Well not actually divine intervention but some ‘Stirling’ work by me ‘in laws’  who were busy doing what I should have done weeks ago when I fitted the bath. I’ve never actually done any tiling before so it was good to see how it should be done as the new toilet and sink have not actually arrived yet so it may be down to me to finish off 😦

Mainland delivery only

The toilet and sink were ordered from http://www.screwfix.com/
almost a month ago under ’14 day delivery mainland only’ as I only wanted them dropping off at Sconser on Skye which is right on the main road to Portree, Uig and the outer isles and as Skye has been firmly attached to mainland Scotland for well over 10 years I figured they’d deliver it. I explained to the nice man the situation which is this, most stuff goes to a depot in Inverness where it is then subcontracted to one of three local carriers but he was having none of it. I explained that all the carriers pass by Sconser daily on there way to either Portree or Uig but I might as well have been talking about Kazakstan ( do they not teach geography or common sense these days ?) to the guy who thought I was somewhere near Perth! So in desperation I gave him a mainland address 2 miles down a single track road 40 miles away and he was happy! Then when Screwfix phoned me three weeks later to say it was on its way I phoned up the local courier who more than happy to deposit it at Sconser on his way to Portree than navigate the single track road to Ratagan in Glenshiel. So with a little luck it will be here tomorrow and I can get it plumbed in before the in laws abandon us 🙂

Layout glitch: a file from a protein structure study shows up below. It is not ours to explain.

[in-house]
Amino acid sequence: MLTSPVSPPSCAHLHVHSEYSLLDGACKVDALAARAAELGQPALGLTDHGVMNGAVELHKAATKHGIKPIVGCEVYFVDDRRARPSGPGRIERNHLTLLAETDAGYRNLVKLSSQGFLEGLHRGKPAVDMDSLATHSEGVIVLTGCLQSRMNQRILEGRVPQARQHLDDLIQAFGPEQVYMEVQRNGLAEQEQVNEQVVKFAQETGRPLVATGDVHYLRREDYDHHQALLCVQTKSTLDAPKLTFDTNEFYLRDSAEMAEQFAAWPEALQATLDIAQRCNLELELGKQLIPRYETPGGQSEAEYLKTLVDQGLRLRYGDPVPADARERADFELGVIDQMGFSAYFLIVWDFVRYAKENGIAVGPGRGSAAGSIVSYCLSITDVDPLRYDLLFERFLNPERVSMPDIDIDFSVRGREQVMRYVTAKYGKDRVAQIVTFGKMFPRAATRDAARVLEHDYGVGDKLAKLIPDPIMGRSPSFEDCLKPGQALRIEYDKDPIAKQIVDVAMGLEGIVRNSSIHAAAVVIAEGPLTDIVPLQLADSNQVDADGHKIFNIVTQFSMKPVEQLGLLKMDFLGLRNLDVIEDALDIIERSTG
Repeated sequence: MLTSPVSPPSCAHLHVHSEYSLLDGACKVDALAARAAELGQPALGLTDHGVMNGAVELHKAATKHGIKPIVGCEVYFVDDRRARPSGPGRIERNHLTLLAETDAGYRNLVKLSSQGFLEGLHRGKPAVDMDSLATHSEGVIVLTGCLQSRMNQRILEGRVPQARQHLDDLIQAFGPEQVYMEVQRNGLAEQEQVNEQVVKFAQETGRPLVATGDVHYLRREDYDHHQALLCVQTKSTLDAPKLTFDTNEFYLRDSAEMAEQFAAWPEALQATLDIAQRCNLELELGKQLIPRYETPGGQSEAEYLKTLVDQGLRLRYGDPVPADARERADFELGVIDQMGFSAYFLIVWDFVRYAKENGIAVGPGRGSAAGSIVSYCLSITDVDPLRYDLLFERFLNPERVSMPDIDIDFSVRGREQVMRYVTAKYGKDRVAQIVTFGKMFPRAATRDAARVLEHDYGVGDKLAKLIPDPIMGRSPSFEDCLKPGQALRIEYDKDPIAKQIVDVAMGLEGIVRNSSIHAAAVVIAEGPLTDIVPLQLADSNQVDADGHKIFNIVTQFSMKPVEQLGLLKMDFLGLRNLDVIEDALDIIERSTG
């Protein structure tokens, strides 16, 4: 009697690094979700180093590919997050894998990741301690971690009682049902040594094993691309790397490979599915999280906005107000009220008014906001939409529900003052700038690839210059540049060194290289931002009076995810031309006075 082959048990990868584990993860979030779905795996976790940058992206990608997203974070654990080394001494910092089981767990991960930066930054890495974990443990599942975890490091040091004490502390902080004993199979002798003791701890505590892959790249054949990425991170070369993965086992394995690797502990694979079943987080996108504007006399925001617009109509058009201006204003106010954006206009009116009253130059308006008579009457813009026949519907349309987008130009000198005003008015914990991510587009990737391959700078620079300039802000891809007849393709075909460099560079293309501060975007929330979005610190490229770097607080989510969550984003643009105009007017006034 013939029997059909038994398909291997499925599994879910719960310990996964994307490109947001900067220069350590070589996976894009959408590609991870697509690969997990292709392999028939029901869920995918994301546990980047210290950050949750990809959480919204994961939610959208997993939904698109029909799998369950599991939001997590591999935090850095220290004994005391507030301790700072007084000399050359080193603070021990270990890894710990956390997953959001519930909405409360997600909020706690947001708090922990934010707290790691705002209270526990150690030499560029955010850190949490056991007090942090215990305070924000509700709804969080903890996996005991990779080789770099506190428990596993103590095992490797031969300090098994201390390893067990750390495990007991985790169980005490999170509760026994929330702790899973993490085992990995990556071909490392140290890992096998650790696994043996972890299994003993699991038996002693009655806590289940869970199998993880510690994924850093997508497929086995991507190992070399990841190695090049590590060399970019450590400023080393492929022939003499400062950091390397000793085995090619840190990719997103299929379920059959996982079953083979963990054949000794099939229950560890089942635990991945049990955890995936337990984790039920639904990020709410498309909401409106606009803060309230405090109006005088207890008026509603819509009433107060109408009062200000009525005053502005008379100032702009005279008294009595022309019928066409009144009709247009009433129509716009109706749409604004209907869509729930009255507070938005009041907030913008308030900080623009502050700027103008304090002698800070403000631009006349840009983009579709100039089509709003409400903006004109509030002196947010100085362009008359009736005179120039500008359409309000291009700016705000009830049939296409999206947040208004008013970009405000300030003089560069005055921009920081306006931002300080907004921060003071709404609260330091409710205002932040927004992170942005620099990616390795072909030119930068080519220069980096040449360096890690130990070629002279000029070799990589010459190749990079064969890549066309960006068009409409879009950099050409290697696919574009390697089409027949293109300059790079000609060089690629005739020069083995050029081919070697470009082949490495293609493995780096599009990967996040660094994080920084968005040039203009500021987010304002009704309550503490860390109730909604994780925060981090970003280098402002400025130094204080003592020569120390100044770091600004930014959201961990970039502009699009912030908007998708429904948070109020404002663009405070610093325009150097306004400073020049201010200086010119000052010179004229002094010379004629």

Hen pecked

Hens are not the brightest of creatures and one of ours is a bit of a ‘no righty280409-017-small
She does not really hang around with the others and I think she’s being bullied, here she is sat on the garden bench resting her head in a very jaggy bush, she’d alot of feathers missing of her back and a few peck marks that the swineherd treated with Detol.
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She seems fine enough but certainly acts a little strange at times so we’ll have to keep an eye on her.

April 27, 2009

Two swallows and still no cuckoo!

Filed under: boats, daily doings — lifeattheendoftheroad @ 9:37 pm

Driech or dreich, nobody is absolutely sure how you spell it but everyone here knows just exactly what it means and today just about sums it up, damp, wet and miserable. I’m not going to beat about the bush today because it was uninspiring  and I want my bed so I’ll just post some pics and shut up 🙂

This was Glamaig wearing it’s wooly hat during a brief dry spell

This is the Serene about to unload prawns and the Loch Striven about to load cars